KWRRI Research Reports
Use of Algal and Macroinvertebrate Indicators to Assess the Impact of Agricultural Practices on Surface Water Quality in the Mammoth Cave National Park Region, Kentucky
The karst aquifer underlying the Mammoth Cave area supports a unique and diverse cave aquatic ecosystem as well as providing the principal source of drinking water for many local residents of the region. This unique and fragile ecosystem is surrounded by one of the most intensively used agricultural areas in the Commonwealth with more than 80% of the surrounding region used in beef, dairy, burley tobacco and alfalfa production. Agricultural practices resulting in run-off of pollutants into the aquifer via sinkholes and sinking streams have a pronounced impact on an important drinking water source and on the cave ecosystem. The purpose of this project was to determine if applying biofiltered effluent on fields was having a deliterious effect on Buck Creek. Based on the results, there is impact but not impairment.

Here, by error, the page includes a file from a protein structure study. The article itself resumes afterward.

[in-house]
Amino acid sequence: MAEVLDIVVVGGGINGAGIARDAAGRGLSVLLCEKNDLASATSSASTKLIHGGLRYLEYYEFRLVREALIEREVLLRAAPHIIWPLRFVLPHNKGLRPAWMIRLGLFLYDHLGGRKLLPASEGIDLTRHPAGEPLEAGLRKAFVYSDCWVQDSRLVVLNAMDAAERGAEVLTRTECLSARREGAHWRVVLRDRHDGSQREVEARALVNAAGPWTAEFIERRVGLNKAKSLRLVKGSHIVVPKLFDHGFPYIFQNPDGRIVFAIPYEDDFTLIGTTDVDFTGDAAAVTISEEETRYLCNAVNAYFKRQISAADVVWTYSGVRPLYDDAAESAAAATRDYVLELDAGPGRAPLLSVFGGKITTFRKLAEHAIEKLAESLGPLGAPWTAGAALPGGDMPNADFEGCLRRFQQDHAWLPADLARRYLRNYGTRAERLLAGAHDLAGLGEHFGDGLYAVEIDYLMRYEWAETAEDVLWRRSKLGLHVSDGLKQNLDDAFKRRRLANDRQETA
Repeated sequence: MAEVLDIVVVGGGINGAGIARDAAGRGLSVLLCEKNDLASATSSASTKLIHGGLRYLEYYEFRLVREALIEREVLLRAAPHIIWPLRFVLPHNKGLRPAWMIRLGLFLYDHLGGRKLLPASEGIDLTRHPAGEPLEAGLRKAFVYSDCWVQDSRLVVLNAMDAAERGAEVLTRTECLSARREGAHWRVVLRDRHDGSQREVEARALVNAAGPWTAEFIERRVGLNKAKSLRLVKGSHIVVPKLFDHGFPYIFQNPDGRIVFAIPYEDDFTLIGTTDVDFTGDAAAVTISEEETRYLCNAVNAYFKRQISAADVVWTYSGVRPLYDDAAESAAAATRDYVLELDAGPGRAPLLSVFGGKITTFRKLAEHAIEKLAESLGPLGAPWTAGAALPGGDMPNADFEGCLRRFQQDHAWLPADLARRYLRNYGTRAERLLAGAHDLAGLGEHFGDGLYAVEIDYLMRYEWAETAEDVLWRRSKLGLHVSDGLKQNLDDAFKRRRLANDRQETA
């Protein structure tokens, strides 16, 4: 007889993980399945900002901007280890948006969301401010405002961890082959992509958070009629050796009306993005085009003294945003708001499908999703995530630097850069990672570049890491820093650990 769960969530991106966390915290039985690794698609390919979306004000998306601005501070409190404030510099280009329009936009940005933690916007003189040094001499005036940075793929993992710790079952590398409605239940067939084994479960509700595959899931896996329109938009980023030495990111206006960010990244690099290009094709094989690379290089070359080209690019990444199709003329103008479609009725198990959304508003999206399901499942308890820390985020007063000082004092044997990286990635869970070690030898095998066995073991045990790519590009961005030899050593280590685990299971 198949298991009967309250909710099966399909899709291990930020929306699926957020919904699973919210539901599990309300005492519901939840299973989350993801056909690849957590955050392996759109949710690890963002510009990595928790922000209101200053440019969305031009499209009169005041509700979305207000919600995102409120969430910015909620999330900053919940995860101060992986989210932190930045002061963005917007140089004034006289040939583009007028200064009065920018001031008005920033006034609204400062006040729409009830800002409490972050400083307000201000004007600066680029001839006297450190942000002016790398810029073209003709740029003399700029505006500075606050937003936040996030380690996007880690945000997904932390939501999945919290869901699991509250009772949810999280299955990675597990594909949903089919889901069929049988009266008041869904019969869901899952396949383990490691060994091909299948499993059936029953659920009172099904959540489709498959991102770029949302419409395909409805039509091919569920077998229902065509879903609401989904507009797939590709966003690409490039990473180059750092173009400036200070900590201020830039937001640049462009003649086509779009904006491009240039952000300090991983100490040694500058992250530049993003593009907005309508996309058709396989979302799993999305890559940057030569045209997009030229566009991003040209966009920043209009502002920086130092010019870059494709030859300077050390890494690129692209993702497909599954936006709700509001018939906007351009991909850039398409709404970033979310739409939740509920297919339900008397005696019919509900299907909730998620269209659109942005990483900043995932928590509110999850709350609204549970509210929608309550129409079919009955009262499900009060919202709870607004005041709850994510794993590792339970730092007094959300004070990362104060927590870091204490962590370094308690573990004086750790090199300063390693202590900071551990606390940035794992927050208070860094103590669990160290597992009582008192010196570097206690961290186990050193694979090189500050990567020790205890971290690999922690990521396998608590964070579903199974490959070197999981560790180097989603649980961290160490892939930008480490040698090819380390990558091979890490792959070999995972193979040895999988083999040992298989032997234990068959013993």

Jack, Jeffrey D., "Use of Algal and Macroinvertebrate Indicators to Assess the Impact of Agricultural Practices on Surface Water Quality in the Mammoth Cave National Park Region, Kentucky" (1998). KWRRI Research Reports. 241.